Inward circumcision

In him you have been circumcised, with a circumcision performed, not by human hand, but by the complete stripping of your natural self. This is circumcision according to Christ.

Source: Colossians – Chapter 2 – Verse 11 – New Jerusalem Bible

Margaret Fell also wrote about the complete stripping of ourselves.

Friends, deal plainly with yourselves, and let the eternal Light search you, and try you, for the good of your souls. For this will deal plainly with you. It will rip you up, and lay you open, and make all manifest which lodges in you…. Therefore all to this come, and by this be searched, and judged, and led and guided.

Margaret Fell, 1656

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Toward living water, worship, Spirit & Truth

My devotional reading today was from John’s gospel.  Chapter four starts with Jesus meeting a woman at a well in a town in Samaria.  I actually read the notes in my study Bible this time.  They led me to this history of how the Jews came to disrespect Samaritans:
….every nation still made gods of its own and put them in the shrines of the high places that the people of Samaria had made …. They also worshiped the Lord and appointed from among themselves all sorts of people as priests of the high places, who sacrificed

© 2014 Fine Arts Museums of San Francisco

© 2014 Fine Arts Museums of San Francisco

for them in the shrines of the high places.  So they worshiped the Lord but also served their own gods, after the manner of the nations from among whom they had been carried away.  To this day they continue to practice their former customs.  [1 Kings 17:24-41 NRSV]

So the woman at the well was a pantheist.  Jesus is a Jew, Continue reading

That all may look forward, abide in the simplicity of Truth

More than the well-known postscript of the letter from Quaker elders gathered at Balby, I can use the following these days:

Let us all, in the simplicity of Truth…. abide and dwell, and in the liberty [wherewith] Christ Jesus has made us free, stand fast; that we be not again led back into the errors of those who went before us, who left the power and got into the form, who brought in that darkness which has so long covered the face of the earth, that no footsteps may be left for those who shall come aLook forwardfter, or to walk by example. That all they may be directed [by] and left to the Truth, in it to live and walk, and by it to be guided. That none may look back at us, nor have an eye behind them; but that all may look forward, waiting in the Spirit for the revelation of those glorious things, which are to be made manifest to them.


THIS letter was presented and read at the General Meeting at Skipton, the 5th-day of the eighth month, 1659; and was by all Friends owned and approved, and agreed to be observed; and copies thereof to be sent to all Monthly Meetings.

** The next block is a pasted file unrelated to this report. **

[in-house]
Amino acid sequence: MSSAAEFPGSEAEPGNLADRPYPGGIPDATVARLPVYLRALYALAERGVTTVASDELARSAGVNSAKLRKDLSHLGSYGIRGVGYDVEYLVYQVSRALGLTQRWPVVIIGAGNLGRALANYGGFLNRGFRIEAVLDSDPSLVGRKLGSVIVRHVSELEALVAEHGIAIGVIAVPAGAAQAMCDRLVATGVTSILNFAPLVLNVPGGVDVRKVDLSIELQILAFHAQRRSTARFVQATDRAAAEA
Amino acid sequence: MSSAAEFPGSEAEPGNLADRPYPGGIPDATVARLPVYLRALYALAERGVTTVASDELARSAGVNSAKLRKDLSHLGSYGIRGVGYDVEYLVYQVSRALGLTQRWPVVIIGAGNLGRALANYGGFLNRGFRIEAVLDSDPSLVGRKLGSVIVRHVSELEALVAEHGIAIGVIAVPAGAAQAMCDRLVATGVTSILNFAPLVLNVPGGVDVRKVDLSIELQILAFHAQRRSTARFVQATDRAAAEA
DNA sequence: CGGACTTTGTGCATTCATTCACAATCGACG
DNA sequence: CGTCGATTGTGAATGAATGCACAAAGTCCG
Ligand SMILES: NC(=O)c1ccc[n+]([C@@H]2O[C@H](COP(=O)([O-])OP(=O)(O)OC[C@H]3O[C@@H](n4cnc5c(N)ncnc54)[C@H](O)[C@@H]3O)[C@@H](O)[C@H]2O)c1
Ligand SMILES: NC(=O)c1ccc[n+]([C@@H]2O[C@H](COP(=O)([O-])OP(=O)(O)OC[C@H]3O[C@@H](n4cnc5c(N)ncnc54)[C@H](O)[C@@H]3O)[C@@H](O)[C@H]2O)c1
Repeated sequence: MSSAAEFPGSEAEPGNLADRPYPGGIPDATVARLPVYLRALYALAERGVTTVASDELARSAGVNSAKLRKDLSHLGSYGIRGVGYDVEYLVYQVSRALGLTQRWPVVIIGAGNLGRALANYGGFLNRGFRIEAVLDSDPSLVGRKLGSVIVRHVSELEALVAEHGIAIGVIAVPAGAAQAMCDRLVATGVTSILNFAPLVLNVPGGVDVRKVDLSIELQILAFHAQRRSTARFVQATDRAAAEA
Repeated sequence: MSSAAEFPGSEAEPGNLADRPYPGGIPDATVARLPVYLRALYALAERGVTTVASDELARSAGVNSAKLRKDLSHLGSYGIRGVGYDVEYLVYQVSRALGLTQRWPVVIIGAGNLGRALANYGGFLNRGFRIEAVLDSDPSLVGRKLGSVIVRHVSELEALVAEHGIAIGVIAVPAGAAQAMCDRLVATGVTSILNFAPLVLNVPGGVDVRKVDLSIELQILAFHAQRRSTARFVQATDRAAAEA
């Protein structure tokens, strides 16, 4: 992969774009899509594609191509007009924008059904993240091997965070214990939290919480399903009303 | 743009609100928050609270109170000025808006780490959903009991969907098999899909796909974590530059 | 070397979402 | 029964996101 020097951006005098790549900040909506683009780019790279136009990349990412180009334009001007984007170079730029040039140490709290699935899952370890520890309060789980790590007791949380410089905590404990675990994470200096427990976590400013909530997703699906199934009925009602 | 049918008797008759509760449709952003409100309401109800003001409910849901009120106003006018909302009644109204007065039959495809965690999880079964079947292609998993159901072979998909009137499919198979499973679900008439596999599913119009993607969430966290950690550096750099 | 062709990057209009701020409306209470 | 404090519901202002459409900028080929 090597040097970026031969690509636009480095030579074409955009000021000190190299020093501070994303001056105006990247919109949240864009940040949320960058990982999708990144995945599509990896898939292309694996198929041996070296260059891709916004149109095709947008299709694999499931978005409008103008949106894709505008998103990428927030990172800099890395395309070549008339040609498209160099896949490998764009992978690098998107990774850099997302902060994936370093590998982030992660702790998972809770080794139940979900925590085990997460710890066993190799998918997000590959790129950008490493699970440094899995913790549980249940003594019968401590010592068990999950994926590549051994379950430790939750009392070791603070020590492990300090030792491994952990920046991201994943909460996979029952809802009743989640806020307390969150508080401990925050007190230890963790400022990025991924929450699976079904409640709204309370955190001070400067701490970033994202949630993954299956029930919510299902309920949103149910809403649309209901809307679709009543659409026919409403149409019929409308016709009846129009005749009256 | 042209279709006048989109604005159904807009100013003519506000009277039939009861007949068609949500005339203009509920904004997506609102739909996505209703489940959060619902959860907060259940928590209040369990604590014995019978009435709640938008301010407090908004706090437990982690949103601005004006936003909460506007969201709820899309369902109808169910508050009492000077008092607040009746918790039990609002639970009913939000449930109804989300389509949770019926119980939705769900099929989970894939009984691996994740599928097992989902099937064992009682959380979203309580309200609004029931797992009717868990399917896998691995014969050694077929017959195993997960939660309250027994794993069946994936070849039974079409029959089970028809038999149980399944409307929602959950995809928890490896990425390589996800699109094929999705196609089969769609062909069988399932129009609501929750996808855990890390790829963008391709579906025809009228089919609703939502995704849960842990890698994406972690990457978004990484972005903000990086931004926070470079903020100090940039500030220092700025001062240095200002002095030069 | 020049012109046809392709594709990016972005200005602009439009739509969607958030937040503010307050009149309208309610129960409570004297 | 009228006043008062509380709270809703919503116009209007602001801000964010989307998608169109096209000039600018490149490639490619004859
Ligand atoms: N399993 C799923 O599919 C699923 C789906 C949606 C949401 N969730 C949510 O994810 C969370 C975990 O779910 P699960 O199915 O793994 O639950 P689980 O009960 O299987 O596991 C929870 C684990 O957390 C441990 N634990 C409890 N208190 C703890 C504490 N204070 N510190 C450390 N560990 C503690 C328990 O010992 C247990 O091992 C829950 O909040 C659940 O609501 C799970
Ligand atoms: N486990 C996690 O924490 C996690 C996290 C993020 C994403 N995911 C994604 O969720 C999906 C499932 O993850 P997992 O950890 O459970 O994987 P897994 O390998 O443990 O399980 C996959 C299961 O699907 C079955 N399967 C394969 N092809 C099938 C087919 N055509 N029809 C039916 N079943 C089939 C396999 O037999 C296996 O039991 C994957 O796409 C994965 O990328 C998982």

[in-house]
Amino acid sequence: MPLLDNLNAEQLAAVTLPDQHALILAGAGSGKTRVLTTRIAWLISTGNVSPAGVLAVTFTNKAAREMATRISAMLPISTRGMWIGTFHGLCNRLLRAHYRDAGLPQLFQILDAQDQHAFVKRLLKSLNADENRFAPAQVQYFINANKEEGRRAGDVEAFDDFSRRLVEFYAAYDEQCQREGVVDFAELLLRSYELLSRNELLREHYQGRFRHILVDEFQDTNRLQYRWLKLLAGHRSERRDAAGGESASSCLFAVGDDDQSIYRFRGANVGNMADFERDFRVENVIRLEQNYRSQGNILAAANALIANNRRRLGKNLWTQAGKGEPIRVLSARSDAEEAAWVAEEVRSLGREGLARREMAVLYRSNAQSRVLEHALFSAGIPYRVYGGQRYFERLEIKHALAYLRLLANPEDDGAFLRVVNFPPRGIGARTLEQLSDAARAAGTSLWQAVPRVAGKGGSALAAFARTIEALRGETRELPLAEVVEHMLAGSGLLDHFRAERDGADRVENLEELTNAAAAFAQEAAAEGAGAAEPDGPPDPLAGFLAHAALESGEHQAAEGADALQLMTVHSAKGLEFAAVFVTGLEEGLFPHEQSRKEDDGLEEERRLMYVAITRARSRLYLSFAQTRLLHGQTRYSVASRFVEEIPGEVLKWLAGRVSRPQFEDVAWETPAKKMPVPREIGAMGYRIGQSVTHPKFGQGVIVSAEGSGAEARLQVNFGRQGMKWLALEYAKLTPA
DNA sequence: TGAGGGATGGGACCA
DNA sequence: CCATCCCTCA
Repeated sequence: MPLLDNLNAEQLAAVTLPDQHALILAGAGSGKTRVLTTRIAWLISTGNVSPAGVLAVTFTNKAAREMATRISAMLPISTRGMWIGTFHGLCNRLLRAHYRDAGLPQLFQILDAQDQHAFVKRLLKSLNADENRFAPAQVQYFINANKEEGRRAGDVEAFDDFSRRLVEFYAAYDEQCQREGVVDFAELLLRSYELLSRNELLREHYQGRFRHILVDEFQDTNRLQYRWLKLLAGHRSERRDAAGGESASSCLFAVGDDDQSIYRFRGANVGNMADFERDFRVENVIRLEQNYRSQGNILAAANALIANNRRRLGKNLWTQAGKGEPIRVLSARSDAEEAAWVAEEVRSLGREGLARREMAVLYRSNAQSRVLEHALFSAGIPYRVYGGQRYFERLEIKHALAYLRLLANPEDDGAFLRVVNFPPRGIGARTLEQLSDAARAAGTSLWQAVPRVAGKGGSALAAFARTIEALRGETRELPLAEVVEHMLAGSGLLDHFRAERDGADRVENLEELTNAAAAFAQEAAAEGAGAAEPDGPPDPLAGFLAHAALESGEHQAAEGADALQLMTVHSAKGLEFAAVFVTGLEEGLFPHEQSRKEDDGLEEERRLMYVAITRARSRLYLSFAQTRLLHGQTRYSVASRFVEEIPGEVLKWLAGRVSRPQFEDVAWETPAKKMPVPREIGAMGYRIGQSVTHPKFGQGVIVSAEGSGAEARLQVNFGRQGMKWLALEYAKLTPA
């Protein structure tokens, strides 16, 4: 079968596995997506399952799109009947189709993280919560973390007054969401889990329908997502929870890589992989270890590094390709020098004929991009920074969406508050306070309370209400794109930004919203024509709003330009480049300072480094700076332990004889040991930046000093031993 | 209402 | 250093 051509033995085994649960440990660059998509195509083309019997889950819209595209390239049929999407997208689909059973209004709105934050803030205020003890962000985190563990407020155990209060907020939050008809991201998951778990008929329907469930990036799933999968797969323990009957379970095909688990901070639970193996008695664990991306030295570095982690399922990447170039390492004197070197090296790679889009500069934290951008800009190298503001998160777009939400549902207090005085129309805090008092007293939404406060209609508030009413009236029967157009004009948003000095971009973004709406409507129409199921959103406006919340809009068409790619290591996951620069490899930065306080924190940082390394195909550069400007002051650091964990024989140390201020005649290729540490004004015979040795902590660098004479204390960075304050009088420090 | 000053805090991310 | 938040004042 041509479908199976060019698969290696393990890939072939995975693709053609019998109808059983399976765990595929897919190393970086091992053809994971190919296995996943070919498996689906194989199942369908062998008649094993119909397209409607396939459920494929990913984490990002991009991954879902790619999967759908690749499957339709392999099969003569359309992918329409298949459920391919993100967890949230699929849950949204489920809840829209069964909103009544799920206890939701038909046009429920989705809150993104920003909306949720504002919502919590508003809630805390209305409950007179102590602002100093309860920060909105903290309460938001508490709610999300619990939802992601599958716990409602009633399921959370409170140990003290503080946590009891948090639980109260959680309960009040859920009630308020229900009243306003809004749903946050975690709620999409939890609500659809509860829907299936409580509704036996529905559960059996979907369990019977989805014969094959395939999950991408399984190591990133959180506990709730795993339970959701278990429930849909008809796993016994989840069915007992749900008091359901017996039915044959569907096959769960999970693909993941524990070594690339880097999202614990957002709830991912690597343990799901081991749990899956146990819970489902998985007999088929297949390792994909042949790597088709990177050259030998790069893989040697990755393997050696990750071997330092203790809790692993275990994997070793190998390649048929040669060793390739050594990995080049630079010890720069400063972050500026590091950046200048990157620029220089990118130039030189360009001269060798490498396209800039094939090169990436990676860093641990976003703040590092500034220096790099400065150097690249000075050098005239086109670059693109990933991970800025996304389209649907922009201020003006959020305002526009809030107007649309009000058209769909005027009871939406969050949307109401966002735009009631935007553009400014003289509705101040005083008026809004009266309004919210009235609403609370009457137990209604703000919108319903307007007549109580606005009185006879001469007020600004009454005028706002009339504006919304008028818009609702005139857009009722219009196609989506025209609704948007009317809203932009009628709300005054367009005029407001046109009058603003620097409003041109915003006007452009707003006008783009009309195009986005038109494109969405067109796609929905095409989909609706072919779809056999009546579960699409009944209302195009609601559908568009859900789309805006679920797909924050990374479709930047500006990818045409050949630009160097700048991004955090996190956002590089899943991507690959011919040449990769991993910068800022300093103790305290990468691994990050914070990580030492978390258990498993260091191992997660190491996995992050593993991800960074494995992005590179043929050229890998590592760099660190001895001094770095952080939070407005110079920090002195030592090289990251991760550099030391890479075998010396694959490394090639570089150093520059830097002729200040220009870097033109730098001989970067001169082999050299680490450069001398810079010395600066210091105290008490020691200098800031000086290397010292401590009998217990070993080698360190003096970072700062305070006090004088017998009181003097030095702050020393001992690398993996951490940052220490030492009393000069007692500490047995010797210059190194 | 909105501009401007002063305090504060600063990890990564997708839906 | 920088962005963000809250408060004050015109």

“Pearls Before Swine” is useful for correction and training in righteousness

Five years ago, I blogged about moment to moment discernment–staying in touch with the Inward Guide.

Patricia Loring has cued me in on the prospects for discovery over a lifetime of a feeling and sensing way of discernment. “Earlier Friends, ” she writes, “often spoke of  ‘feeling after’ Truth…” (Loring, P.  1999. Listening Spirituality:  Corporate Spiritual Practice Among Friends.  Openings Press.  p. 73.)  This is different from the clear life leadings (career, marriage) with which God has shaken me in my boots and brought me to blessings beyond any I could expect.  This is practicing moment-to-moment reliance on the Spirit to help know which street to take or which coat to wear.

To find my way through these choices, I think, I center, I observe how I feel, I sense what kind of pressure there is in my midsection and I notice the results of the choices that are made.  I can’t say how led from without or within I am, but I’m not sure it matters.

What clearly does matter is faithful reflection and consideration of what happens and how it feels.  And being thankful for the blessings we find along the way.

I was reflecting on this subject yesterday in worship.  More was opened to me.  Continue reading

Advices from a Superhero

As the Central Friends (middle school age group) of North Pacific Yearly Meeting gathered to open their 2014 annual session, they began Superhero with legible advicesto formulate what they refer to as a code of conduct.

It was written on paper pulled from a recycle or trash bin and torn into scraps, each with an imperative sentence attributed to a different superhero from comics and popular culture.  The scraps were taped to a human form, half-kneeling, made of clear plastic packing tape which had also been salvaged from a disposal bin.  The sculpture was winged.

Friendly neighbor.

Be yourself.
-The Hulk Continue reading

If Meeting is a Muscle, Quakerism is a Full Workout

In his recent guest post at Gathering In Light, Chad Stephenson concluded:

Often Quakers lament the way teens or young adults drift apart from their Meeting. In our school [San Francisco Friends], it is in middle school when choice and freedoms to decide that meeting is “boring” is met not with an “oh-well, that’s adolescence” but with a call to better engender education. Practice through using silence as an opening to class, to meetings, and even actually teaching what good worship feels like and what good ministry sounds like articulates what Quakers believe in an accessible, developmentally appropriate way. Curiosity, scaffolding, and engagement will build the muscle of worship.